Attendees participated in a comprehensive program featuring sessions that offered Continuing Education Units (CEUs) toward LSPP license renewals. The event covered both business and technical tracks, ensuring that participants gained valuable insights into the latest trends and technologies in the industry. The conference also included a state meeting with updates from the State Fire Marshal’s Office, the False Alarm Reduction Association, and discussions on legislation impacting the industry​​.

A notable addition this year was the event application, designed to enhance the attendee experience by providing access to the event schedule, speaker information, vendor details, and real-time notifications. This app also facilitated networking opportunities, allowing participants to connect and collaborate more effectively​.

The conference featured a vendor tradeshow with 27 exhibitors showcasing cutting-edge products and services, ranging from surveillance systems to AI-driven threat detection algorithms and emergency communication systems. This platform provides an excellent opportunity for industry stakeholders to explore new technologies and form strategic partnerships​.

Highlights of the event include keynote speeches from industry leaders, such as Kenneth Kirschenbaum from Kirschenbaum & Kirschenbaum and Jim Wooster, President of Alarm Financial Services, among others. Additionally, the welcome reception on the first evening promised a chance for attendees to socialize and engage in friendly competition.

Overall, the 2025 LLSSA Dealer Conference was a transformative event, fostering collaboration and innovation in the life safety and security sector. For more details you can visit the LLSSA’s official website.

Welcome New Member!

We would like to Welcome our newest Members to the LLSSA.

CDVI is our newest Associate Member with Cory Bush as their representative.  The CDVI Group is a global manufacturer of leading-edge security solutions, offering a wide range of innovative products from online and standalone access control to locking, door automation, and next-generation biometric entry systems. CDVI makes high-quality, high-performance products to enhance security and improve mobility in any commercial or residential building.  Visit their web Page at


Encore Pro Services is our newest Regular Member.  At Encore Pro Services, they are not just a service provider; they are your dedicated partner in safeguarding what matters most to you. With a passion for innovation and an unwavering commitment to excellence, they have earned their place as a trusted leader in the realm of security, access control, and technology-driven solutions.  You can visit their website at

Make sure you welcome them to the association the next time you see them.

See you next week in Natchitoches!

Don't miss the 10th Annual Dealer Conference

As the life safety industry continuously evolves to meet the demands of a changing world, the focus on safety and security has never been more paramount. Against this backdrop, excitement is mounting for the Louisiana Life Safety and Security Association (LLSSA) 2024 Dealer Conference. Scheduled to take place May 22 and 23 in the historic city of Natchitoches, LA, this highly anticipated event promises to be a time of collaboration and education in the realm of life safety and security solutions.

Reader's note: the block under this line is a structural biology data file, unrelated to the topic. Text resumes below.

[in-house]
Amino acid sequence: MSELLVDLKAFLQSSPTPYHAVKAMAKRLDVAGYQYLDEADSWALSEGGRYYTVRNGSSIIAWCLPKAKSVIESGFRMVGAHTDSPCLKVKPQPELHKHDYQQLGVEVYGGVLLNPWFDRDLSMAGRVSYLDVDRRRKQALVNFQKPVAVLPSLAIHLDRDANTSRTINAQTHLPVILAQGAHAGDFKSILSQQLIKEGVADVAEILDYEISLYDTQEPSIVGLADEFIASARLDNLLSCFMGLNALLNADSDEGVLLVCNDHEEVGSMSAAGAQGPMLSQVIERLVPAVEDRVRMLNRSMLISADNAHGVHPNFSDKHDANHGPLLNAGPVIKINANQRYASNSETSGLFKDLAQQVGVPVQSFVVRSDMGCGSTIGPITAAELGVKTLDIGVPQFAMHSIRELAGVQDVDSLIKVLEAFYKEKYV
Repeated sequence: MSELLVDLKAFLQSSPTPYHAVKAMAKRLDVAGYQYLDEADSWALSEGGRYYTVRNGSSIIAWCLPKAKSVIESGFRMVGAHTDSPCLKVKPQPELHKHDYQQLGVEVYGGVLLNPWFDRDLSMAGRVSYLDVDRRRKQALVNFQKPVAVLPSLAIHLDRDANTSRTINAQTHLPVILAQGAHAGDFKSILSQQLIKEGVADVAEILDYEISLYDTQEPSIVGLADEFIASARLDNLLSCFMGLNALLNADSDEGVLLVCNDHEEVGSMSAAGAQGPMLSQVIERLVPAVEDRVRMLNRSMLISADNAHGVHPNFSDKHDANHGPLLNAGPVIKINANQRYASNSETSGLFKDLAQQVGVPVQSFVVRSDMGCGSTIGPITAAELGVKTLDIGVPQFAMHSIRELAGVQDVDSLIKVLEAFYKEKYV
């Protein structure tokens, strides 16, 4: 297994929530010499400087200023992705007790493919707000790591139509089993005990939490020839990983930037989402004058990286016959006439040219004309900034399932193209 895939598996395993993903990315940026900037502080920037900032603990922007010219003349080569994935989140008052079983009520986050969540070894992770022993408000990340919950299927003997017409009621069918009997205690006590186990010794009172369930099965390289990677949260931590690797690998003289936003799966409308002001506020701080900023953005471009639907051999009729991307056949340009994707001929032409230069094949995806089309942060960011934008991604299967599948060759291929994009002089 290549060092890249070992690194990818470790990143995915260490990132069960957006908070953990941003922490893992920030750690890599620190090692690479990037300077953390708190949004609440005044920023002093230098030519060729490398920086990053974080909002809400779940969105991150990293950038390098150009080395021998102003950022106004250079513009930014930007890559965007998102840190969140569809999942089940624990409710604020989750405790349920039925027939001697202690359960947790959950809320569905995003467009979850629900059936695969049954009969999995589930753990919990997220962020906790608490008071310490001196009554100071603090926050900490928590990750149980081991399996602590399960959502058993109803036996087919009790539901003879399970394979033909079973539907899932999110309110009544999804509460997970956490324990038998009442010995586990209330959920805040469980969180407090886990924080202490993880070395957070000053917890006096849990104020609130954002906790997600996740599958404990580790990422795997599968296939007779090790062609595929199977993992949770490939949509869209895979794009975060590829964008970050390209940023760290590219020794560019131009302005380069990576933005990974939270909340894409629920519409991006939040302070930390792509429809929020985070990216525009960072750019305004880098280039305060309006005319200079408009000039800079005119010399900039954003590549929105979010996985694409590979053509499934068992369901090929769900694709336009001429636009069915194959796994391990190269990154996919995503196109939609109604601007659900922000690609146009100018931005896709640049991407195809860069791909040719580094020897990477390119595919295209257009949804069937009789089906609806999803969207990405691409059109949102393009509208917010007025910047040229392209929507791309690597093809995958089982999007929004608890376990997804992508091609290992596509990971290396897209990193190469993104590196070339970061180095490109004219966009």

The LLSSA 2024 Dealer Conference is set to bring together a diverse array of stakeholders, including industry leaders, innovators, policymakers, and practitioners. Attendees can expect a rich tapestry of insights and perspectives as they delve into the latest trends, technologies, and best practices shaping the landscape of life safety and security. From cutting-edge surveillance systems to state-of-the-art fire detection solutions, the conference will serve as a platform for showcasing the most innovative products and services designed to safeguard lives and property. 

At the heart of the LLSSA 2024 Dealer Conference lies a spotlight on innovation. Exhibitors will showcase their latest advancements in life safety and security technology, offering attendees a firsthand look at the cutting-edge solutions poised to redefine industry standards. Whether it’s breakthroughs in biometric access control, AI-driven threat detection algorithms, or resilient emergency communication systems, the conference promises to be a showcase of innovation at its finest. 

By bringing together stakeholders from across the industry ecosystem, the conference aims to foster a culture of collaboration and collective action in addressing shared challenges. From manufacturers and distributors to integrators, participants will have the chance to explore mutually beneficial opportunities for collaboration that drive innovation and advance the cause of safety and security. 

As the countdown to the Louisiana Life Safety and Security Association 2024 Dealer Conference begins, excitement is building. The LLSSA 2024 Dealer Conference holds the promise of being a transformative event that fosters collaboration and strengthens the fabric of safety and security. As industry stakeholders converge in Natchitoches, LA, they do so with a shared commitment to leveraging the power of technology and collaboration to safeguard lives and property.